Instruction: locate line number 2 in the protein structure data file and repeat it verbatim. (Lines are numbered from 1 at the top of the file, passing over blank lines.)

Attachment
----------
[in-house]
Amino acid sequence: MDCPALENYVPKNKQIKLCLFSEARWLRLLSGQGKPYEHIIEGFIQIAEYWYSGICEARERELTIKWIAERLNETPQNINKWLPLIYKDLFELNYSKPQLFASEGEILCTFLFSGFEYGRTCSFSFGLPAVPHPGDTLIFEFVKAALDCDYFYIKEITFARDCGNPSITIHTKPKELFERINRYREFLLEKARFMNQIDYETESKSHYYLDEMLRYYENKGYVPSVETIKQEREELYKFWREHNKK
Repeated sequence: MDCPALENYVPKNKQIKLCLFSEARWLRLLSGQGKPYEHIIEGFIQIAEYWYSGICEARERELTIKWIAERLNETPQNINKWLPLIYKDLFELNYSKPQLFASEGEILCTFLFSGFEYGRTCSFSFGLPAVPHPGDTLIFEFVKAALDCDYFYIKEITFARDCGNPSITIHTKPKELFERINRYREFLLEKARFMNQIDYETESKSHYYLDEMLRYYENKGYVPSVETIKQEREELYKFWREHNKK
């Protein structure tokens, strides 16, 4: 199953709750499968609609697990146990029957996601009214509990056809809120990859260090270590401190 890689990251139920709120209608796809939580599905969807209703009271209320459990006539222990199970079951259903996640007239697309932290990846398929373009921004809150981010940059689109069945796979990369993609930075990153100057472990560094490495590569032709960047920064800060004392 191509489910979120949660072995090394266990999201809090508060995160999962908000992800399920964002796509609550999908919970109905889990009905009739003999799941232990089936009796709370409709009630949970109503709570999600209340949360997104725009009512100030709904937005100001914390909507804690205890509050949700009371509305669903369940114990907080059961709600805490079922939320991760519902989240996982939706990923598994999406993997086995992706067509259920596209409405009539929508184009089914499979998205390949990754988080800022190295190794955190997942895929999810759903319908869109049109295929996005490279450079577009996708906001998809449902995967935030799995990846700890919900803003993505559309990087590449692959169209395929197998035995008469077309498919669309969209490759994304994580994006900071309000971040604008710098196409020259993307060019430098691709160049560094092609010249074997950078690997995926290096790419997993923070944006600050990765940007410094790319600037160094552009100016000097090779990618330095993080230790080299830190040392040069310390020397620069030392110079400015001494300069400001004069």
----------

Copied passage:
Amino acid sequence: MDCPALENYVPKNKQIKLCLFSEARWLRLLSGQGKPYEHIIEGFIQIAEYWYSGICEARERELTIKWIAERLNETPQNINKWLPLIYKDLFELNYSKPQLFASEGEILCTFLFSGFEYGRTCSFSFGLPAVPHPGDTLIFEFVKAALDCDYFYIKEITFARDCGNPSITIHTKPKELFERINRYREFLLEKARFMNQIDYETESKSHYYLDEMLRYYENKGYVPSVETIKQEREELYKFWREHNKK